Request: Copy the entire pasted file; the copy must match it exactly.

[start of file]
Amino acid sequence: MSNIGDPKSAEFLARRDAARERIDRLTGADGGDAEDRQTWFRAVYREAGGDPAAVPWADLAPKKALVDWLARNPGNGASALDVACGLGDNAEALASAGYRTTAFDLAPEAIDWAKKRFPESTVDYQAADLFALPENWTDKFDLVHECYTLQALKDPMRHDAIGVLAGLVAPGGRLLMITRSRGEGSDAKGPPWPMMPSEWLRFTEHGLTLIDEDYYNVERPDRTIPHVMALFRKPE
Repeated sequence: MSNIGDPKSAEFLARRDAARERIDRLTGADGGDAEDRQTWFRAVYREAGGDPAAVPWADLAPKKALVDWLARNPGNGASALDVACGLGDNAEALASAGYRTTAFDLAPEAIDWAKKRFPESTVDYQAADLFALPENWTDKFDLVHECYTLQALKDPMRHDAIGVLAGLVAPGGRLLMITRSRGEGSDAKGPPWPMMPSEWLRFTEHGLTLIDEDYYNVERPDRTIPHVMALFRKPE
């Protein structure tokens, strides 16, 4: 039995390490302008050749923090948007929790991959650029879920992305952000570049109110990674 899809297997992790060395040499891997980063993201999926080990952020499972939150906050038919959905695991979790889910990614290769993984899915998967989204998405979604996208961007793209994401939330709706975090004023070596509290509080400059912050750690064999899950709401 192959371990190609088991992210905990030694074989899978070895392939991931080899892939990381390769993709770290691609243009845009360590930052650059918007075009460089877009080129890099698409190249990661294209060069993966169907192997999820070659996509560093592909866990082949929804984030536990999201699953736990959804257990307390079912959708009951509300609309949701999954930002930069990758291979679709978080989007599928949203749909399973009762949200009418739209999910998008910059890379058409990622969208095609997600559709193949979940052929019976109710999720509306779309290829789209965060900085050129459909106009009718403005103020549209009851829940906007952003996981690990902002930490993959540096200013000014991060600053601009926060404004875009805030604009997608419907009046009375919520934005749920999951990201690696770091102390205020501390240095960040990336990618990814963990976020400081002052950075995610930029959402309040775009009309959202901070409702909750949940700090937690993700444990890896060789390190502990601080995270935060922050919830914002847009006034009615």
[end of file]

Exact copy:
Amino acid sequence: MSNIGDPKSAEFLARRDAARERIDRLTGADGGDAEDRQTWFRAVYREAGGDPAAVPWADLAPKKALVDWLARNPGNGASALDVACGLGDNAEALASAGYRTTAFDLAPEAIDWAKKRFPESTVDYQAADLFALPENWTDKFDLVHECYTLQALKDPMRHDAIGVLAGLVAPGGRLLMITRSRGEGSDAKGPPWPMMPSEWLRFTEHGLTLIDEDYYNVERPDRTIPHVMALFRKPE
Repeated sequence: MSNIGDPKSAEFLARRDAARERIDRLTGADGGDAEDRQTWFRAVYREAGGDPAAVPWADLAPKKALVDWLARNPGNGASALDVACGLGDNAEALASAGYRTTAFDLAPEAIDWAKKRFPESTVDYQAADLFALPENWTDKFDLVHECYTLQALKDPMRHDAIGVLAGLVAPGGRLLMITRSRGEGSDAKGPPWPMMPSEWLRFTEHGLTLIDEDYYNVERPDRTIPHVMALFRKPE
């Protein structure tokens, strides 16, 4: 039995390490302008050749923090948007929790991959650029879920992305952000570049109110990674 899809297997992790060395040499891997980063993201999926080990952020499972939150906050038919959905695991979790889910990614290769993984899915998967989204998405979604996208961007793209994401939330709706975090004023070596509290509080400059912050750690064999899950709401 192959371990190609088991992210905990030694074989899978070895392939991931080899892939990381390769993709770290691609243009845009360590930052650059918007075009460089877009080129890099698409190249990661294209060069993966169907192997999820070659996509560093592909866990082949929804984030536990999201699953736990959804257990307390079912959708009951509300609309949701999954930002930069990758291979679709978080989007599928949203749909399973009762949200009418739209999910998008910059890379058409990622969208095609997600559709193949979940052929019976109710999720509306779309290829789209965060900085050129459909106009009718403005103020549209009851829940906007952003996981690990902002930490993959540096200013000014991060600053601009926060404004875009805030604009997608419907009046009375919520934005749920999951990201690696770091102390205020501390240095960040990336990618990814963990976020400081002052950075995610930029959402309040775009009309959202901070409702909750949940700090937690993700444990890896060789390190502990601080995270935060922050919830914002847009006034009615």